Can Georgia protests save nation’s future?

Georgia is in trouble. After years of relative calm, this small, stunningly beautiful country, nestled between the pale beaches of the Black Sea and the snow-dusted Caucasus mountains, is facing a critical crossroads. This turning point could lead either to political instability or even chaos reminiscent of the early post-Soviet years.

At stake is Georgia’s future direction. Will this strategically important nation, with its vital ports and pipelines, continue on the path toward full membership in NATO and the European Union, similar to the Baltic states? Or will it succumb to political turmoil, rigged elections, and Russian interference, potentially reverting to Moscow’s authoritarian influence, much like Belarus?

Two key factors are driving these events: Russia’s invasion of Ukraine and the rise of anti-Western, populist, and nationalist rhetoric, which has been highly polarizing in parts of Eastern Europe and beyond. Georgia, a country with a rich history and culture, and a strong desire to strengthen ties with Europe, grow its economy, and avoid a return to the separatist wars of the 1990s, is now experiencing unexpected divisions.

On one side of this divide is a large protest movement, predominantly made up of young Georgians. This movement is marked by youthful energy, from mocking the prime minister’s haircut to vibrant street dances and organized medical teams ready to assist injured protesters. These young people, driven by events in Ukraine and eager to join the EU, have invigorated opposition parties in their protests against a new and highly controversial law.

The law, passed by parliament but vetoed by the president, is expected to come into force soon. It resembles a Russian law and seems intended to label many civil society groups as “foreign agents.” If implemented, it would almost certainly derail Georgia’s aspirations for EU membership. “It kills Georgia’s European future,” warned Salome Samadashvili, an opposition MP and former ambassador to the EU. She emphasized the critical nature of the upcoming elections, suggesting that a victory for the pro-European coalition could secure Georgia’s future.

However, the next elections in October seem distant amid fears of escalating street violence in Tbilisi. Activists like David Katsarava, who is recovering from injuries sustained during protests, fear that losing this battle means losing Georgia’s freedom and independence, potentially making it a part of Russia. Katsarava’s injuries and other reports of violence and intimidation against activists and opposition figures highlight the dangerous climate.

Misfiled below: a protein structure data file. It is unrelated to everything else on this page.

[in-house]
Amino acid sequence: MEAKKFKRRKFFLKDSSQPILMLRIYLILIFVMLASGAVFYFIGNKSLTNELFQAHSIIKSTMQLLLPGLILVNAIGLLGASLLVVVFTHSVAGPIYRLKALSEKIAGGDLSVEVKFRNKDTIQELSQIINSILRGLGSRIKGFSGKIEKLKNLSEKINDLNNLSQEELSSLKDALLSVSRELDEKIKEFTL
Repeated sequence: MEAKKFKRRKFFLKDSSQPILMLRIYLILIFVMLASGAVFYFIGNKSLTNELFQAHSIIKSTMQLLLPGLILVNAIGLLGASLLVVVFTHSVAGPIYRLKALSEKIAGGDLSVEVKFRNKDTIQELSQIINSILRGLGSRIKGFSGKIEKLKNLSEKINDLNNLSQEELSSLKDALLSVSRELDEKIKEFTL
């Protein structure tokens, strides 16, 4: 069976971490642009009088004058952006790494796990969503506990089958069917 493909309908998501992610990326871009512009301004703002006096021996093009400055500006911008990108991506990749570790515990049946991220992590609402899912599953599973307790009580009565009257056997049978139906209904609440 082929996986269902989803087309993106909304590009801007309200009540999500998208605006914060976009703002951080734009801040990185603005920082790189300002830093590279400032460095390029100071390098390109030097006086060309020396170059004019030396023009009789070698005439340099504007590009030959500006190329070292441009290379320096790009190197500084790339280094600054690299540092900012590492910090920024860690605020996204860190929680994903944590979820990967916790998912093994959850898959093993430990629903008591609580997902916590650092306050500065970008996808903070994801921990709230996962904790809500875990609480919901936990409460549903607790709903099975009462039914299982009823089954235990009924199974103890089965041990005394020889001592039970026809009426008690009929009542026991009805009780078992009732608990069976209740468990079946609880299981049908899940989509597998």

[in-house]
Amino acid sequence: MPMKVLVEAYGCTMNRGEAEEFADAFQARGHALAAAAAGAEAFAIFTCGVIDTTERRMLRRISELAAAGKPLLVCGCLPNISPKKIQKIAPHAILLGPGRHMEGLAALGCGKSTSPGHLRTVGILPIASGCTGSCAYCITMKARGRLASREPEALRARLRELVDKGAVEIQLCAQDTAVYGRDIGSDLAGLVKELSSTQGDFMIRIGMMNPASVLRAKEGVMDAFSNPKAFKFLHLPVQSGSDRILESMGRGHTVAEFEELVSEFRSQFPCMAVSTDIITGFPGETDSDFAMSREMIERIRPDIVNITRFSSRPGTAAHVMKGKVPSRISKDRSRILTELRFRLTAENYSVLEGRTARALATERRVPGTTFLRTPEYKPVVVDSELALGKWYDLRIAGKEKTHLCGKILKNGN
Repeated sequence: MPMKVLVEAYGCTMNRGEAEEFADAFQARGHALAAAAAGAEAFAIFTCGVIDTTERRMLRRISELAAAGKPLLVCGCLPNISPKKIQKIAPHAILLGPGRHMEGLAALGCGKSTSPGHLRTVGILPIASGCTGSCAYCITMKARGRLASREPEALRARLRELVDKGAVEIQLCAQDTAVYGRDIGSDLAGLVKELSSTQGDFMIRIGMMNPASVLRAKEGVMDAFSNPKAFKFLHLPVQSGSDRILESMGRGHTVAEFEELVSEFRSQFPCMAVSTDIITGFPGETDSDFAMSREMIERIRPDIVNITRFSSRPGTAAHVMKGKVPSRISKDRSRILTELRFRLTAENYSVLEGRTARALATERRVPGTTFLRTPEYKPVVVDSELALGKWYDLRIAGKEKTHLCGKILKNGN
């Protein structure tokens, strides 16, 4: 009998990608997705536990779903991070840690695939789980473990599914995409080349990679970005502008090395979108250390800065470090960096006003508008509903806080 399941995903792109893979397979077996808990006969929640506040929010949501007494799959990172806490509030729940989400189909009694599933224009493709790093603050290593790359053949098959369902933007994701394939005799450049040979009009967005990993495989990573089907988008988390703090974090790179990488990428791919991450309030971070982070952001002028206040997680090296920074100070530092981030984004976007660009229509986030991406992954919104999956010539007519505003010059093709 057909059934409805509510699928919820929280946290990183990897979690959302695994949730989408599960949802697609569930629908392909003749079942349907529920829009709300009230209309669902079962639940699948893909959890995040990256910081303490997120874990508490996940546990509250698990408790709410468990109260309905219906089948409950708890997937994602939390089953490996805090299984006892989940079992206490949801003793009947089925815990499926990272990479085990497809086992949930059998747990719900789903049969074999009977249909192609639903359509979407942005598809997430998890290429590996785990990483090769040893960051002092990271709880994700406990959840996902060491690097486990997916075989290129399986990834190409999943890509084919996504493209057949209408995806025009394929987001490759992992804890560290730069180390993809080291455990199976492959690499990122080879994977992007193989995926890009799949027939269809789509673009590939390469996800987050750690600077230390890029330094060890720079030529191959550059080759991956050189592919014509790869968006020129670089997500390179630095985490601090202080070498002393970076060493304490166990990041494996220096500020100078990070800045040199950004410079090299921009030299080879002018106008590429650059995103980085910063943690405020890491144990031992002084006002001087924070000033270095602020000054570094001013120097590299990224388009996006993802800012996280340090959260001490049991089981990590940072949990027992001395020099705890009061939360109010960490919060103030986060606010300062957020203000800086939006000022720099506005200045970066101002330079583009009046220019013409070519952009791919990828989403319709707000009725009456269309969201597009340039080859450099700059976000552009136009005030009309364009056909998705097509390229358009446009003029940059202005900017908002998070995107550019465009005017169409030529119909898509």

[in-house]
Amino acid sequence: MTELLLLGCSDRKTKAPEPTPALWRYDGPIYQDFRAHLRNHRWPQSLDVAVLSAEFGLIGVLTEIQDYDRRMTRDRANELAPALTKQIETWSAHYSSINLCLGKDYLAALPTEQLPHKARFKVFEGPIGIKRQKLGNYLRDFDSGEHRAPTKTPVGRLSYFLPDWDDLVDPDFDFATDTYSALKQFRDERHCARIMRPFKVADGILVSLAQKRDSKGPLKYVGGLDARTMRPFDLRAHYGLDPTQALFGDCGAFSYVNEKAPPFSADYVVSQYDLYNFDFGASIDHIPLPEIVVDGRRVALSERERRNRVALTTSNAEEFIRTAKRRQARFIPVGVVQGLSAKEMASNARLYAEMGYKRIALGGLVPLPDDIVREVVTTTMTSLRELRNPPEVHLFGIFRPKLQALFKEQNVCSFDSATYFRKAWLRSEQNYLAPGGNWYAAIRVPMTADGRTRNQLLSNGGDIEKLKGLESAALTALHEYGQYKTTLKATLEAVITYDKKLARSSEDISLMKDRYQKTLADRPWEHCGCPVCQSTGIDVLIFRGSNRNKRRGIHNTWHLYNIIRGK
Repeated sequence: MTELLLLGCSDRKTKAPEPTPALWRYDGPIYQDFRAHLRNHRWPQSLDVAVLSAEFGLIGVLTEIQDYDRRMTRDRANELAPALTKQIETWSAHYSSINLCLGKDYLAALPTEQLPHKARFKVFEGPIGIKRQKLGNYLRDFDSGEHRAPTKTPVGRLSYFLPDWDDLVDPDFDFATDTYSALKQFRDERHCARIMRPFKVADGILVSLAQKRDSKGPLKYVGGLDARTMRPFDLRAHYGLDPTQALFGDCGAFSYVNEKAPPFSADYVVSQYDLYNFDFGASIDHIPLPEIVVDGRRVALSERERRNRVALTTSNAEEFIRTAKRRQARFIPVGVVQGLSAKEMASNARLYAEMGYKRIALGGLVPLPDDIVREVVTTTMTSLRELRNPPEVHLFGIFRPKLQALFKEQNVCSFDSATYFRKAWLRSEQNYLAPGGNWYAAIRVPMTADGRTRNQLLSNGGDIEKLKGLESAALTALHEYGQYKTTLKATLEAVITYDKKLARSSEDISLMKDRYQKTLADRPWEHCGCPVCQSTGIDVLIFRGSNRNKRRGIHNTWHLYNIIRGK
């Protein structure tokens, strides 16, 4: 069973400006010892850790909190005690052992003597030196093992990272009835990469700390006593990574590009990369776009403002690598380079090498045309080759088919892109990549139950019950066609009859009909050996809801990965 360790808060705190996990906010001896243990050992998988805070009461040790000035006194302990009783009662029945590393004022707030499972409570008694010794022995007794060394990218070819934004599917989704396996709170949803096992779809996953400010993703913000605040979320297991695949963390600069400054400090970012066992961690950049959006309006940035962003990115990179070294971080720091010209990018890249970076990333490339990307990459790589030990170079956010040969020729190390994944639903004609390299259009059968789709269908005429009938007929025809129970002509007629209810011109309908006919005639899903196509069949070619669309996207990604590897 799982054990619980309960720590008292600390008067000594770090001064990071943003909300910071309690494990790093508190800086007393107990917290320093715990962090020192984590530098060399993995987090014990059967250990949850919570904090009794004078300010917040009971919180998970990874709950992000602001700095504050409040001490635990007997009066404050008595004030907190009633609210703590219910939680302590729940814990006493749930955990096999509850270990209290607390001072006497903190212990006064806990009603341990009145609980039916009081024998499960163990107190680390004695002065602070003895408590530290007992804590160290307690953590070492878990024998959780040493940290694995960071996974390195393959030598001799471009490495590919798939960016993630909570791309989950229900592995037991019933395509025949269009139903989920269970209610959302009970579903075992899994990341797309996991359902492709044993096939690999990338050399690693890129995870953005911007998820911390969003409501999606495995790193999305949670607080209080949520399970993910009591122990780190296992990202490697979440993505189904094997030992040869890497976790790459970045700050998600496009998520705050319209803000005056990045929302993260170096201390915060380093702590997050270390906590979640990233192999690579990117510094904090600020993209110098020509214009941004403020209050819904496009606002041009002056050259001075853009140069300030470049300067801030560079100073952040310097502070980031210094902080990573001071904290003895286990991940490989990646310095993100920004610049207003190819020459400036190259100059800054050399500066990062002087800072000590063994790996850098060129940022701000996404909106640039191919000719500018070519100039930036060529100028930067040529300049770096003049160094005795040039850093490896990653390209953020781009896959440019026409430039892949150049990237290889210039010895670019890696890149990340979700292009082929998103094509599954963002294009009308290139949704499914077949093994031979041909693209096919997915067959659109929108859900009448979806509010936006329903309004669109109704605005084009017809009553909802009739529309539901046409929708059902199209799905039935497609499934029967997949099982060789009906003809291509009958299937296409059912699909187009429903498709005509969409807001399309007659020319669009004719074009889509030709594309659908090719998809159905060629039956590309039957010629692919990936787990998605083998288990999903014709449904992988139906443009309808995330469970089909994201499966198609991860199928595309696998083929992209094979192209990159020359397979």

Opposing the protest movement is Georgia’s government, supported by many citizens and increasingly forceful police and security forces. The government claims the new “foreign agent” law is about transparency and not connected to Russia. Officials argue that the protests are driven by external forces aiming to overthrow the government in a “coup d’état.”

Relations between the Georgian government and the US and EU have deteriorated sharply. Mayor Kakha Kaladze insists on a European future for Georgia but condemns what he sees as foreign attempts to foment revolution. Some older Georgians, like market vendor Giorgi Isakadze, express fear of conflict with Russia and skepticism about European integration, reflecting the divided opinions within the country.

On Saturday, a counter-protest supporting “family values” and the Orthodox Church showed the government’s ability to mobilize public support against perceived foreign influence. These demonstrations accuse foreign NGOs of imposing “un-Georgian” values, particularly regarding LGBTQ rights.

Looming over Georgia’s struggles is Russia. President Vladimir Putin has expressed ambitions to restore elements of the old Soviet Union, and Russian troops currently occupy about 20% of Georgian territory. While it is unclear if Putin is orchestrating events in Tbilisi, he certainly benefits from the instability.

Georgia’s mercurial former prime minister, Bidzina Ivanishvili, who retains significant political influence, has recently echoed anti-Western rhetoric, criticizing Western nations and possibly taking cues from Moscow. This rhetoric aligns with that of leaders like Hungary’s Viktor Orbán and raises concerns about Georgia’s trajectory.

Opposition figures like Salome Samadashvili argue that Ivanishvili’s motives—whether personal power or aligning with Russia—are ultimately harmful to Georgia’s European ambitions and democracy. They urge the West to respond decisively, as perceived weakness only emboldens Russia.

The future depends on whether Georgia’s security forces continue their crackdown and how effectively the opposition can maintain momentum. Diplomatic pressure and possible government concessions on the “foreign agents” law could ease the crisis temporarily. Free and fair elections in October would be a significant step towards stability. However, like many countries on Russia’s periphery, Georgia faces significant challenges in navigating a path to a democratic future.

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